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Home > News > News Articles > 2020 > November > FPPC revises “public generally” exception for officials with potential conflicts of interest
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FPPC revises “public generally” exception for officials with potential conflicts of interest

November 18, 2020
City officials now have greater clarity about when a governmental decision will have an “indistinguishable” effect on the public generally, which may permit participation in a decision despite a potential conflict of interest.
 
The Fair Political Practices Commission (FPPC) recently amended Regulation 18703, which explains how the “public generally” exception applies to conflicts of interest. The change is intended to make it easier to identify potential conflicts of interest. Beginning Nov. 18, Regulation 18703 will expand the exception in instances where the only relevant interest is a city official’s primary residence and clarify application of the exception to special circumstances.

Under the Political Reform Act, city officials may not make, participate in making, or attempt to influence a governmental decision if it is reasonably foreseeable that the decision will have a material financial effect on the official that is different from its effect on the public generally. Regulation 18703 elaborates on the “public generally” exception, providing: “A governmental decision’s financial effect on a [city] official’s financial interest is indistinguishable from its effect on the public generally if the official establishes that a significant segment of the public is affected and the effect on the official’s financial interest is not unique compared to the effect on the significant segment.”
 
The FPPC generally uses a 25 percent threshold to determine what constitutes a “significant segment of the public.” Specifically, the 25 percent threshold applies when considering the following: businesses or non-profit entities within the official’s jurisdiction; real property, commercial real property, or residential real property within the official’s jurisdiction; and individuals within the official’s jurisdiction.
 
The FPPC revised Regulation 18703 to create a lower “significant segment” threshold for certain residential real property interests. Under the revised regulation, a city official may participate in a governmental decision affecting the official’s primary residence if 15 percent — rather than 25 percent — of residential real property within the official’s jurisdiction is affected by the governmental decision in an indistinguishable way.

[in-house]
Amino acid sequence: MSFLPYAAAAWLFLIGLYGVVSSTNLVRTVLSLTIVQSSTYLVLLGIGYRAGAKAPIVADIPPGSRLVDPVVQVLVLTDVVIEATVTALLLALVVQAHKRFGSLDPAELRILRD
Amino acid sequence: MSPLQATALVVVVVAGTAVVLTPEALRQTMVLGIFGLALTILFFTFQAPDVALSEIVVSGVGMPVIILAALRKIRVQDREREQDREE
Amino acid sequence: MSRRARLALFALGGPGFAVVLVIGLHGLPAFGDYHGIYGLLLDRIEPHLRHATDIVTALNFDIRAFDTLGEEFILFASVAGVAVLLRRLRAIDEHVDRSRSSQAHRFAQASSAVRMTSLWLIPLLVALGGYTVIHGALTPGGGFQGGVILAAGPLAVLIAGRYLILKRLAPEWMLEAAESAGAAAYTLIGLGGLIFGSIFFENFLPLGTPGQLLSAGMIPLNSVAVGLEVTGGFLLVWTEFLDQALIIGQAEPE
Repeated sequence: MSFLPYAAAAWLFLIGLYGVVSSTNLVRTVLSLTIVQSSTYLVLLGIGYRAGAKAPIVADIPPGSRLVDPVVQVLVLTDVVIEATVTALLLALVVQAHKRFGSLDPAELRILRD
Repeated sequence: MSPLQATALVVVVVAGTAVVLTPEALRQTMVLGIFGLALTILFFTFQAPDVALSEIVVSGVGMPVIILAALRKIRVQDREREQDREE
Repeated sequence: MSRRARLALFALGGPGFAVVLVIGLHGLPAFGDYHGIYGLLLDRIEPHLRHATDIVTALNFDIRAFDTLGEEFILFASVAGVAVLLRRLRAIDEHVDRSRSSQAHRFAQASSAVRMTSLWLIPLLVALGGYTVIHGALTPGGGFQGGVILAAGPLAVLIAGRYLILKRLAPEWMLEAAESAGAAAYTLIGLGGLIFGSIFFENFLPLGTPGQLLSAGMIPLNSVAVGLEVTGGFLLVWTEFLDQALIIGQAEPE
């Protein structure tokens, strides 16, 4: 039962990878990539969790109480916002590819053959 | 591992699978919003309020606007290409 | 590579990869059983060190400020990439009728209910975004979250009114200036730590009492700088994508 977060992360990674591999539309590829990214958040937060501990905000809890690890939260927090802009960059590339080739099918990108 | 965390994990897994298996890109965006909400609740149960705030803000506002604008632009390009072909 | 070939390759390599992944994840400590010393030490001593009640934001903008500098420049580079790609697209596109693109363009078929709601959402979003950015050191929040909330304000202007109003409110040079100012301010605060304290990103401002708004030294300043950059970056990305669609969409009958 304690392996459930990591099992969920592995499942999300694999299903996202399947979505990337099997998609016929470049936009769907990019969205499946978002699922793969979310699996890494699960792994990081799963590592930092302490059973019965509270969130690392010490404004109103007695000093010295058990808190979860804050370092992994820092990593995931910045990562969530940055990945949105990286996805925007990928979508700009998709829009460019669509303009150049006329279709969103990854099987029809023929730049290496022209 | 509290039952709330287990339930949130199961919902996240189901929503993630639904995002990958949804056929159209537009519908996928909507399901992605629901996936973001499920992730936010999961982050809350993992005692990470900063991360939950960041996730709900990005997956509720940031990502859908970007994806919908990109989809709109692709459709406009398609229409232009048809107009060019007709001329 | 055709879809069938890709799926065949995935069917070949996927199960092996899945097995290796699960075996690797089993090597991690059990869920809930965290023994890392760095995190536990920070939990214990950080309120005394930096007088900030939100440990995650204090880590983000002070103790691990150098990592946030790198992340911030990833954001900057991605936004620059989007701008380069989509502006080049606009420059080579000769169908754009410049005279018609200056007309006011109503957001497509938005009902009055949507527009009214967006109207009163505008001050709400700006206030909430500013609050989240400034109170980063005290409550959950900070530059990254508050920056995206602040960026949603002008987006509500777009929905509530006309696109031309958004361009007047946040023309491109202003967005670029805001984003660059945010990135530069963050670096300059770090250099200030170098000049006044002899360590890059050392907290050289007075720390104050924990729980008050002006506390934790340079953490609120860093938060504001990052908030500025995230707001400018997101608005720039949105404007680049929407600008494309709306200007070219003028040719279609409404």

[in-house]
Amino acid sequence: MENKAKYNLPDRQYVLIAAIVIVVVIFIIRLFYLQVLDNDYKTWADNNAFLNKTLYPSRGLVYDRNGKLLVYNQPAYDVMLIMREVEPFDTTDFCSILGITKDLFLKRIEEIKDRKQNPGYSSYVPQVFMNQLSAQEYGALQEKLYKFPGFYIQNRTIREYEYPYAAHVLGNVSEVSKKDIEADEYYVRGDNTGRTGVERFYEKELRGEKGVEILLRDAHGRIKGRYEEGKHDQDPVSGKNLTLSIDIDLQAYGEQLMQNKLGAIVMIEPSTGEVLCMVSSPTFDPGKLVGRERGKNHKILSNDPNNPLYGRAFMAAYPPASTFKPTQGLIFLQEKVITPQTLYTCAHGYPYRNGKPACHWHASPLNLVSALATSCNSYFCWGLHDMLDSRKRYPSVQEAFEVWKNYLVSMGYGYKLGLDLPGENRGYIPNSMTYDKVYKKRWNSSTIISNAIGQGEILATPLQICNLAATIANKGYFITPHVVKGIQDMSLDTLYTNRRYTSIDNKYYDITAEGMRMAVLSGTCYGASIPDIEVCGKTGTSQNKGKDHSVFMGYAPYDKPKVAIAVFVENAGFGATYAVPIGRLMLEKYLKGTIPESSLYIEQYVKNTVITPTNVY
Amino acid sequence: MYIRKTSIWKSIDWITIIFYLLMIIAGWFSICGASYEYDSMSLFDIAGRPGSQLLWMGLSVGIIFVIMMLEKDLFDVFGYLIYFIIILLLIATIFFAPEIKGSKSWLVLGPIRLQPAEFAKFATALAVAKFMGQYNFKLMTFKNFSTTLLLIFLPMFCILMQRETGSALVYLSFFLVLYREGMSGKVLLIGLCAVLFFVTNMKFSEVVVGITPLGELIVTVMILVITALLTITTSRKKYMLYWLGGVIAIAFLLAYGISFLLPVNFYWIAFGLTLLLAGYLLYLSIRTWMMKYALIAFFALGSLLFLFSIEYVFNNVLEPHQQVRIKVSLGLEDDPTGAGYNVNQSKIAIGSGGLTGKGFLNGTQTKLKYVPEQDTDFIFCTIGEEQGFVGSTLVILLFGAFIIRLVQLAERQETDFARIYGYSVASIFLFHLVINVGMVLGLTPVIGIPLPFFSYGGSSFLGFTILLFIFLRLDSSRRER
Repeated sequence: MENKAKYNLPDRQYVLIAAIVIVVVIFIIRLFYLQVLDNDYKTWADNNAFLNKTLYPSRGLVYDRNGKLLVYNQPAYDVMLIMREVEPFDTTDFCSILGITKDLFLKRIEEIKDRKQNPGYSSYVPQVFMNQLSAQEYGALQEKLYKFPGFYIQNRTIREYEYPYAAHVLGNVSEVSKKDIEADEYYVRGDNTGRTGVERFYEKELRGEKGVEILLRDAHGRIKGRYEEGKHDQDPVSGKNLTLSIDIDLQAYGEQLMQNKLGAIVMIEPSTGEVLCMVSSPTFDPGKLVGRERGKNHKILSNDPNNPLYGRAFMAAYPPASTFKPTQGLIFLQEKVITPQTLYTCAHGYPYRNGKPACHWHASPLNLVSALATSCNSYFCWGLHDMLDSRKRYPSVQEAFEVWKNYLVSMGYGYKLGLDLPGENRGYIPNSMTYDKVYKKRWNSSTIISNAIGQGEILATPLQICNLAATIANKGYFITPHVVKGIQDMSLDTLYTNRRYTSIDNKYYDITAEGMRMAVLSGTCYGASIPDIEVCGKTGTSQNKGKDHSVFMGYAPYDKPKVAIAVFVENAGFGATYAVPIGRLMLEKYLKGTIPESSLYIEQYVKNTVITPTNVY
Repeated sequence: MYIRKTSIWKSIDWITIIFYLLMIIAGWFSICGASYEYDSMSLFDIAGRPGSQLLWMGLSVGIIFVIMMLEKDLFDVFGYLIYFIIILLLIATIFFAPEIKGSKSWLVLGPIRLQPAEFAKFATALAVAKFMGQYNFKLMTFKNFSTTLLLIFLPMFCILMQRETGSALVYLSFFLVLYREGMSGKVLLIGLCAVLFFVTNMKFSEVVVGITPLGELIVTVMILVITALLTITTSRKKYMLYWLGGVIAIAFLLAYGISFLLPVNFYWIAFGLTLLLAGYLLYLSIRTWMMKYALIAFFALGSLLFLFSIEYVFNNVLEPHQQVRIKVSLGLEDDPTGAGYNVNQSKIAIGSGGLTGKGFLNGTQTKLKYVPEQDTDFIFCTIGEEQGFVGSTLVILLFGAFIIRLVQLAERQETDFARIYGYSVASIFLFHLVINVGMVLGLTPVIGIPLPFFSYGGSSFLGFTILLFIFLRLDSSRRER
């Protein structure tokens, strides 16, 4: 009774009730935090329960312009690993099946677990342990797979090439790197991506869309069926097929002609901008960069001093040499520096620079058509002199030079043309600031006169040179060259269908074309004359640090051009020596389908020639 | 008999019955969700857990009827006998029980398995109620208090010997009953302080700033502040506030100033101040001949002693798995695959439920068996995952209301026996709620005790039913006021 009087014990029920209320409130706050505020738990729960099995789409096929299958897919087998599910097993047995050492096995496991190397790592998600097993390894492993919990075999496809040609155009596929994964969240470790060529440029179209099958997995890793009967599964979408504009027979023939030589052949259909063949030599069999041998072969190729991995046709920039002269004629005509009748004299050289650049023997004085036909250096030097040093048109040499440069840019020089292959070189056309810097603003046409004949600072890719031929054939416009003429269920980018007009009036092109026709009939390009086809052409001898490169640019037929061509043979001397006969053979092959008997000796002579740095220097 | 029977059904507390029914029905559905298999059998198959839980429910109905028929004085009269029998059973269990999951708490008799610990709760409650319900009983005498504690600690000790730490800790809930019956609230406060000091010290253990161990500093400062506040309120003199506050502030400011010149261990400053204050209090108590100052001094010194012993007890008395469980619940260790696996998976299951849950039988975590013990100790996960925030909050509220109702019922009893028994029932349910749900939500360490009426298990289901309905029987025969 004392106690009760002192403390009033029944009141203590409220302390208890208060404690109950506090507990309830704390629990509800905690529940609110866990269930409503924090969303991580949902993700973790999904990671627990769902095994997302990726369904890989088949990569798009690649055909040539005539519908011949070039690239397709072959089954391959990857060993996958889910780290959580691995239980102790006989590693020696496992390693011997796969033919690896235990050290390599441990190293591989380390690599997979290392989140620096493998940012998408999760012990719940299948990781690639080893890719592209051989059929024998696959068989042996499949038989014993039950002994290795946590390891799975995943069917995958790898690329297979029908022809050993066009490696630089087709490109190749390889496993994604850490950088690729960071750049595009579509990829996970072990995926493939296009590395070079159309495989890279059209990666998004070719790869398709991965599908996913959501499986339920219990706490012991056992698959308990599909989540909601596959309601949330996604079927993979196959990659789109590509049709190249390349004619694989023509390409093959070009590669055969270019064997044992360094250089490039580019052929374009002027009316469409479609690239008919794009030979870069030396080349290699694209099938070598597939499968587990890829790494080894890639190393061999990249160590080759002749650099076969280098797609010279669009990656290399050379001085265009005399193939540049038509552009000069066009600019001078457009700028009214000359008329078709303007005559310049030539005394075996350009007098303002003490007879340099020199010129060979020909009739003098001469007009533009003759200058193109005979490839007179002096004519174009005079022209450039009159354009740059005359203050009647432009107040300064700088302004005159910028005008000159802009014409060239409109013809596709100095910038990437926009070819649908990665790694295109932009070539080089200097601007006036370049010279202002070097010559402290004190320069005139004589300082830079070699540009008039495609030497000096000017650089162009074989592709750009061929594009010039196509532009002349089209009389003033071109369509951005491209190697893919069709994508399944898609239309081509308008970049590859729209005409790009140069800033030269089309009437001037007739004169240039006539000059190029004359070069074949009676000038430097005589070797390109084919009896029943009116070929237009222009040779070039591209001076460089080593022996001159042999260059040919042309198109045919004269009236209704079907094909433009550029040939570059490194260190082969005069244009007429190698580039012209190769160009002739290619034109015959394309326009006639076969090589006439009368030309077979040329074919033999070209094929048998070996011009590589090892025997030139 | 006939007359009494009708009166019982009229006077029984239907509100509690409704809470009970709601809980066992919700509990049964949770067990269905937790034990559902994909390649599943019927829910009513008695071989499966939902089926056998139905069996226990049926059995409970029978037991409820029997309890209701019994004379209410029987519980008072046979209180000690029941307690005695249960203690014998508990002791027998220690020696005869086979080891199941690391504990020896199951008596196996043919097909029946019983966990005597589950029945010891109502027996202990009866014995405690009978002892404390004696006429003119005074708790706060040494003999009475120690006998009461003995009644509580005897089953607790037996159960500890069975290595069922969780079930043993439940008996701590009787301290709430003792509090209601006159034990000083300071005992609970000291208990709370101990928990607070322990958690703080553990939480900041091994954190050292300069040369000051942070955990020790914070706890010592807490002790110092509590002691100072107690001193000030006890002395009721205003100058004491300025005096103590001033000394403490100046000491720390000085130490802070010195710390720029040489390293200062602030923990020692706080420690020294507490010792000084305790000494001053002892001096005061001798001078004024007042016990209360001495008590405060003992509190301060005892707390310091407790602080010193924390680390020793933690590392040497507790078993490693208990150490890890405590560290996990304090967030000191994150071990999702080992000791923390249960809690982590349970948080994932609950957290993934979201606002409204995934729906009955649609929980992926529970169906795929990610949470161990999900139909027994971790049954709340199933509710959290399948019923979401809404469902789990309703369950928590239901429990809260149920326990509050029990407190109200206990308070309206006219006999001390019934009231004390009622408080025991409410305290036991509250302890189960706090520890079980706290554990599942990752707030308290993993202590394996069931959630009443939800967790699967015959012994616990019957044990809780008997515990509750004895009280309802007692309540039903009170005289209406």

The FPPC also revised Regulation 18703 as it applies in special circumstances, as follows:  
  • Public Services and Utilities. The revised regulation clarifies that a city official may not participate in a decision to impose an assessment, tax, fee, or utility rate, or determine the property or persons subject to an assessment, tax, fee, or utility rate, if the decision would have a material impact on the official’s financial interests. However, a city official may participate in setting or adjusting the amount of the assessment, tax, fee, or utility rate, so long as such charges are applied equally, proportionally, or by the same percentage to the official and all others subject to the assessment, tax, fee, or utility rate. 
  • Limited Neighborhood Effects. Under the revised regulation, a city official may participate in decisions to establish, amend, or eliminate ordinances that restrict on-street parking, impose traffic controls, deter vagrancy, reduce nuisance, or improve public safety, even if the ordinance only affects residential real property in a specific location and includes the city official’s real property, provided that: the decision affects more than 50 properties, or five percent of the residential real properties in the city, in an indistinguishable way; and the city gathers sufficient evidence to support the need for the action at the specific location. 
  • Rental Properties. Under the revised regulation, city officials may participate in decisions affecting the respective rights or liabilities of tenants and owners of residential rental property, including decisions regarding rent control or tenant protections, if: the decision applies to all residential rental properties within the city except those exempted by the Costa-Hawkins Rental Housing Act; the official owns three or fewer residential rental units; and the only interests affected by the decision are the official’s interests in the residential property as a landlord or tenant.  
City officials who have questions about how newly amended Regulation 18703 affects them should contact their city attorney for advice.


 
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